Unsigned editorial from the performance program notes.
Thank you for joining us as we welcome ETHEL back to the program. If you’ve experienced this masterful quartet before, you know well just how buoyant and electrifying they are in live performance. This very special multimedia project allowed the members of ETHEL to apply their keen artistic sensibilities to a major photographic undertaking of the people, places and landscapes that comprise this country.
At first blush it might not seem so significant to think that there is a massive collection of images documenting daily life in the U.S. After all, here in 2015, we are confronted daily by, or making our own contributions to, myriad social media applications that allow us to share any and all photographic details of our independent experiences. Most of us walk around holding in our hands the ability to snap a high-quality photograph of anything that moves us– ourselves, our meals, people and sights around us. We can even immediately and sophisticatedly edit, stylize and share that image fairly broadly.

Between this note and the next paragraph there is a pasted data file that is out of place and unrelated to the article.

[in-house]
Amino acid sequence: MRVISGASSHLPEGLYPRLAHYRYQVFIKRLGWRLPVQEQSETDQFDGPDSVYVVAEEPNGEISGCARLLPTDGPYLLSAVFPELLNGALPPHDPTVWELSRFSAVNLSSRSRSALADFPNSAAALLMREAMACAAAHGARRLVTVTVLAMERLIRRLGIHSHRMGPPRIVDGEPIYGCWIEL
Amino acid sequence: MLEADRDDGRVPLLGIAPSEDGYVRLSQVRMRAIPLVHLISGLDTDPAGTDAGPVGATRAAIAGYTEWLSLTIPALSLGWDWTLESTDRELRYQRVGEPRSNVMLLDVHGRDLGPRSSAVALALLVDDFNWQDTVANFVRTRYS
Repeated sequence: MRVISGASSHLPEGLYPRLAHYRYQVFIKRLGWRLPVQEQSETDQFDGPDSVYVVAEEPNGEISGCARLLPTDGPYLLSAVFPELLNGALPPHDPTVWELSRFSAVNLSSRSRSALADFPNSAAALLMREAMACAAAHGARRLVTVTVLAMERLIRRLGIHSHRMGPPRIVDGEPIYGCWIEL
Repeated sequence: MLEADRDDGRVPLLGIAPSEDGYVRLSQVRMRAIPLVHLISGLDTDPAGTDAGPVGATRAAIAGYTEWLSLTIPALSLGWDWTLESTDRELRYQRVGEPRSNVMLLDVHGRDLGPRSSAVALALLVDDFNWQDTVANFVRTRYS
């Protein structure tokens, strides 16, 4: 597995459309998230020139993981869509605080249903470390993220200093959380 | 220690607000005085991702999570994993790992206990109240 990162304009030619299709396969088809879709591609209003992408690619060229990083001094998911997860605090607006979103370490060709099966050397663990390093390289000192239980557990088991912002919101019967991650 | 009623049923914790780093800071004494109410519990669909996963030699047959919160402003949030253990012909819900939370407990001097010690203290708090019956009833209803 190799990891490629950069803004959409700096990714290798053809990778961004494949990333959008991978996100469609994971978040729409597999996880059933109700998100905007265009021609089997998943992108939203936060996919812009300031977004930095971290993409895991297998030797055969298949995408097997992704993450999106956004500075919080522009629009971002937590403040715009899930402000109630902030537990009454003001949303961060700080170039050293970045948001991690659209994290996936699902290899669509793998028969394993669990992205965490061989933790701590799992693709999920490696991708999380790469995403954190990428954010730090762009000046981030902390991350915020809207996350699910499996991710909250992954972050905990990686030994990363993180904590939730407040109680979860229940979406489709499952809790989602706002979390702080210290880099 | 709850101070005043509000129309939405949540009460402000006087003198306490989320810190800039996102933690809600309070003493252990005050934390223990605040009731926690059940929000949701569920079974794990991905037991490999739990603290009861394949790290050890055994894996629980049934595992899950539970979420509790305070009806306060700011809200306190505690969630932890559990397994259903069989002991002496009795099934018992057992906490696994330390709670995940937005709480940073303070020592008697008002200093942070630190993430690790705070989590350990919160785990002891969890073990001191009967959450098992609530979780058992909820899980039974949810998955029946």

But from 1972-1977, this was decidedly not the case, and therefore the 15,000 images now available to view from the EPA’s Documerica project, if you take pause to consider how nascent the digital world was then, is utterly fascinating. Don’t be surprised if you leave here feeling inspired to peruse the entire archive. (Which you can do at Flickr.com)
Investigating these images and selecting ones that resonated was the driving force behind each composer’s approach to their segment on tonight’s program. Their highly individual and creative responses to the imagery they encountered has resulted in new layers of poignancy and buoyancy around each shot.